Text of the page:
Legal translation is a specialised translation type that involves the translation of texts within the field of law. It is often required by international institutions, government offices, global companies, law firms and court registries.
What documents need legal translation?
As a rule of thumb, any documents that will be used within the legal system in a language other than the original may need legal translation, even if they are not what we would usually think of as “legal texts” (e.g. birth certificates and passports). Examples of legal documents include:
- identity documents
- financial documents
- terms and conditions of business
- official reports
- filed patents
- precedents and legal rulings
- witness statements
- immigration documents
- litigation papers
- articles of incorporation
- wills and trusts
Legal Translation Challenges
Legal texts are culture-dependent: every legal system uses different legal expressions. This means that the source’s textual conventions may not correspond to conventions in the target culture.
Besides, both the source text’s legal system and the target text’s legal systems are relevant and may differ greatly from each other, but the precise correspondence of legally binding rights and duties between original and translation is crucial.
“Sworn” or “Certified” Translation
In order to be used in formal procedures, translations sometimes need to be “certified” or “sworn”. In these, the translator takes responsibility for the translation’s accuracy and certifies it with some kind of credential. The requirements for a translation to be considered as such can mean considerably different things depending on the country where the translation is to be used. In many countries, only those who have obtained a state-awarded qualification can provide this kind of translations, while the UK has more relaxed rules regarding this: a statement and the contact details of the translator tend to be enough. However, guidelines frequently stipulate that this kind of translation should be done by a member of a professional body such as the Institute of Translators and Interpreters and the Chartered Institute of Linguists.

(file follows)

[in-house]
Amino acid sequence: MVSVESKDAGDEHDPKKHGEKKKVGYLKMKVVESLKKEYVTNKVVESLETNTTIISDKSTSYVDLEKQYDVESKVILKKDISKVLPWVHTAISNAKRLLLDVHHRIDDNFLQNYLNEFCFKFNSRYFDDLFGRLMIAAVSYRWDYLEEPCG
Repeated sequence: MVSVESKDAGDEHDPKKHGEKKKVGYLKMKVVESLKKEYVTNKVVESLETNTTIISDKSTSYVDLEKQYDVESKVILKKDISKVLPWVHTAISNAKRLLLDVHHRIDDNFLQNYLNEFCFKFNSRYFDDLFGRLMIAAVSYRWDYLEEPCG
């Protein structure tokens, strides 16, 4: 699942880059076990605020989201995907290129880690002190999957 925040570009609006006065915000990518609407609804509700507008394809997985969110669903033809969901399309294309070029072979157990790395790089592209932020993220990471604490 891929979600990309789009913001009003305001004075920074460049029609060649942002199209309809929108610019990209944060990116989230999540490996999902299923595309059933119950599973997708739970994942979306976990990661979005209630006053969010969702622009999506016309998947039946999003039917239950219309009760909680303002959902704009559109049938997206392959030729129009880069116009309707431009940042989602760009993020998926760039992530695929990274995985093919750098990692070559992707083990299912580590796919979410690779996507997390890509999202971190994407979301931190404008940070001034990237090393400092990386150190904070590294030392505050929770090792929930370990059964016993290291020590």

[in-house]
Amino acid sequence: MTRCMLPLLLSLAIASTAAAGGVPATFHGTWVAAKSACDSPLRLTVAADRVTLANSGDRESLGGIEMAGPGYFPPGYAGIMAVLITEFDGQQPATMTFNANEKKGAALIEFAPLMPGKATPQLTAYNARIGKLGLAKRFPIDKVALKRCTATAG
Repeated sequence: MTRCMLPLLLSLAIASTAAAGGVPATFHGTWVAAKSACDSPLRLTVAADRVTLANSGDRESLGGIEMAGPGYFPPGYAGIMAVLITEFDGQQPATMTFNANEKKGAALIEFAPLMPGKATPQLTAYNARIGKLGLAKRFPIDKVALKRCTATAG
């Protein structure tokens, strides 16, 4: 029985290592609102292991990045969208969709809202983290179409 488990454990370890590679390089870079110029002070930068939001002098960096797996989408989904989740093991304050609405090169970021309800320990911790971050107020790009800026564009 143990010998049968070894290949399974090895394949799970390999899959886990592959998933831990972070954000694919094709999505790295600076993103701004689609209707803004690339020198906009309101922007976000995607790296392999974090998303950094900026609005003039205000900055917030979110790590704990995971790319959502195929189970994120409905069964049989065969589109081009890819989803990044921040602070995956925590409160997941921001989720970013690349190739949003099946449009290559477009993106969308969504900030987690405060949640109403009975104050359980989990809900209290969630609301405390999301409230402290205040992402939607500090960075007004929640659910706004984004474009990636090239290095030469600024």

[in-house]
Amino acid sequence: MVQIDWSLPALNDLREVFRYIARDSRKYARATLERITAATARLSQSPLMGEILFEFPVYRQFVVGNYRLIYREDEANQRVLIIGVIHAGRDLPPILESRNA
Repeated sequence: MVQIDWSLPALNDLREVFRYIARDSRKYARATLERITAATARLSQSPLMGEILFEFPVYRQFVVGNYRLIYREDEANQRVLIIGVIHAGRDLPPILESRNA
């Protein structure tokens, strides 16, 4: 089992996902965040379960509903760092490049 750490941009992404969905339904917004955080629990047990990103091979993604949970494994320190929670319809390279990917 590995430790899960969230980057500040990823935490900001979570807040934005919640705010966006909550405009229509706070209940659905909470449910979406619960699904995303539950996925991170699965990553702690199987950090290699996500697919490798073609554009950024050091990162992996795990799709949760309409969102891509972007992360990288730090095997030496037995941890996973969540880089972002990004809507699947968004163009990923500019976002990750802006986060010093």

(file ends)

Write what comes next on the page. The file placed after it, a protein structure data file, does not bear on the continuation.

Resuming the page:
Why do I need professional legal translation?
Only professional translators who specialise in the legal field should work on these documents, as a simple error in the translation could have ominous legal and financial implications. In-depth knowledge of both the source text’s legal system and the target text’s legal systems and text conventions is required.
A fit-for-purpose legal translation cannot be achieved with simple word-for-word translation: legal expressions in the source language may not have a specific equivalent in the target language, and yet the translator must be able to ensure that the titles, reasoning and technical terms are valid legally. Only a professional translator is in a position to judge which translation approach is most suitable for the translation at hand and draw from translation theory strategies in order to deal with its challenges.
18 May 2020 17:29